“… the Minisink Compressor Station would not be a major source of air emissions under federal air quality permitting programs. In addition, the total potential emissions from the proposed station would comply with the EPA’s NAAQS [National Ambient Air Quality Standards,] in accordance with the CAA [Clean Air Act] …”

However, data from the Southwest Pennsylvania Environmental Health Project’s (SWPA-EHP) pilot study of the Minisink compressor show the opposite.  The SWPA-EHP pilot project documented health impacts on residents that were not in synch with what FERC, the EPA and state agencies were modeling, and which had led those agencies to conclude during the application process that there would be no health impacts. The symptoms clinicians observed in people living near gas development could be persistent, transient, or intermittent. These variations in symptom presentation are consistent with the changing and episodic nature of exposures. For example, symptom severity related to particulate matter (PM) correlated with the height of PM measurement using a SPECK Particulate Matter monitor 12-hour report.

The reasons for this disconnect between SWPA-EHP’s field observations and the projections of FERC and other agencies may include:

·      FERC uses models and predictions, in other words, conjecture, to arrive at their conclusions.

·      Measurements done by the company or government agencies were based upon sampling and not continuous.

·      They do not measure peaks of exposure.

·      They do not assess the health data adequately.

·      Critical data is not collected because non-disclosure is a condition of compensation for damages.

Aren’t there strict federal environmental regulations in place?

The oil and gas industry has secured exemptions from key provisions of seven major environmental laws: the Safe Drinking Water Act (SDWA); The Clean Air Act (CAA); the Clean Water Act (CWA); the Resource Conservation and Recovery Act (RCRA); the Comprehensive Environmental Response, Compensation and Liability Act (CERCLA); the National Environmental Policy Act (NEPA); and the Toxic Release Inventory of EPCRA (Emergency Planning and Community Right-To-Know Act).  Most critically:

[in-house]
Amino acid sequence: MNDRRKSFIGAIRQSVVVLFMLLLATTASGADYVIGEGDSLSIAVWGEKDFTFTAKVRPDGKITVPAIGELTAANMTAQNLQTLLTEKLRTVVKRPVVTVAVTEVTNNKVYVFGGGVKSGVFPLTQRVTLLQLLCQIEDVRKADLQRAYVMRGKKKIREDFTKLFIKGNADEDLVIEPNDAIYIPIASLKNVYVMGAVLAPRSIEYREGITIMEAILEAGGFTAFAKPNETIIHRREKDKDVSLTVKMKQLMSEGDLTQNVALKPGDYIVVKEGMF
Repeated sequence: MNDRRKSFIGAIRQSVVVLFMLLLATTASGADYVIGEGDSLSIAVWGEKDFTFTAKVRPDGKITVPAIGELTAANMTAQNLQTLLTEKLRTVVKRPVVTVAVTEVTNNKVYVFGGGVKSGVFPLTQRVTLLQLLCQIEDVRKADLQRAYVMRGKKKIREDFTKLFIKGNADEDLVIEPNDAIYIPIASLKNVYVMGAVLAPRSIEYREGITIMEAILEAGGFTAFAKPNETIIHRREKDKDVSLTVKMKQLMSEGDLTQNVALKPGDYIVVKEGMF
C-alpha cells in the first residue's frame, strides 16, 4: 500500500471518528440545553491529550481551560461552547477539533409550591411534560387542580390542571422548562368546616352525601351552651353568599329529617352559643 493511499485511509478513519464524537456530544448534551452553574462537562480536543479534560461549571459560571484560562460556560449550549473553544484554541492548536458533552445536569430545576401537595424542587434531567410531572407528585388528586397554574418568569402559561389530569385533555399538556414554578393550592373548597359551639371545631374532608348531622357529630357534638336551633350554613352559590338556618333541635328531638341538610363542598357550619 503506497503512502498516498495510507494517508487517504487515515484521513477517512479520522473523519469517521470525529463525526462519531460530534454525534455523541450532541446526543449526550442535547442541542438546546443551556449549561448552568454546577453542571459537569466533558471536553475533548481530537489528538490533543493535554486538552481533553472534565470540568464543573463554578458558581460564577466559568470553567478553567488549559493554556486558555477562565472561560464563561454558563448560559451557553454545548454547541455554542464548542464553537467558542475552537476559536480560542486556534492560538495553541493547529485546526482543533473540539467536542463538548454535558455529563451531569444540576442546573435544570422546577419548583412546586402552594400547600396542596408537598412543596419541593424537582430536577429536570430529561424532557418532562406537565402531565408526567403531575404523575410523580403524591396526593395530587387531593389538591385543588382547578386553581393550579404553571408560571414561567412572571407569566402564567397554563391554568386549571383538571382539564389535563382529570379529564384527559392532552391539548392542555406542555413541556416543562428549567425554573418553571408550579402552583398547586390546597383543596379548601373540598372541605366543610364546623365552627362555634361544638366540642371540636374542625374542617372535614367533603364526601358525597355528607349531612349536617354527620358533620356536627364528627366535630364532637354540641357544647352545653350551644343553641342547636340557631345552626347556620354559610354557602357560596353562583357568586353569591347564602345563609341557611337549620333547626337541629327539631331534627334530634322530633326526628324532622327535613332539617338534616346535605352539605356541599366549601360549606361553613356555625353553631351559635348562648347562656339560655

·      The industry’s exemption from the aggregation of small projects under the Clean Air Act means that the cumulative health effects of multiple compressors and pump stations along a pipeline cannot be taken into consideration – each project is evaluated in isolation.

·      Exemptions to the Clean Water Act mean that contaminated run-off from pipeline construction and operations can flow into rivers and streams.

·      Exemptions from CERCLA mean that the oil and gas industry is not held liable for the spill or release of the toxic substances benzene, toluene, ethylbenzene, and xylene (Btex) – substances that are regulated for other industries – and are not held liable for clean-up costs.

·      Exemptions from NEPA, enacted with the Energy Policy Act of 2005, weakened the environmental review and public participation standards of the law in application to the oil and gas industry.

·      Exemptions from the Toxic Release Inventory of EPCRA relieve the oil and gas industry of the requirement to report significant releases of toxic substances, including fugitive emissions, which makes it difficult to analyze health impacts or assign responsibility.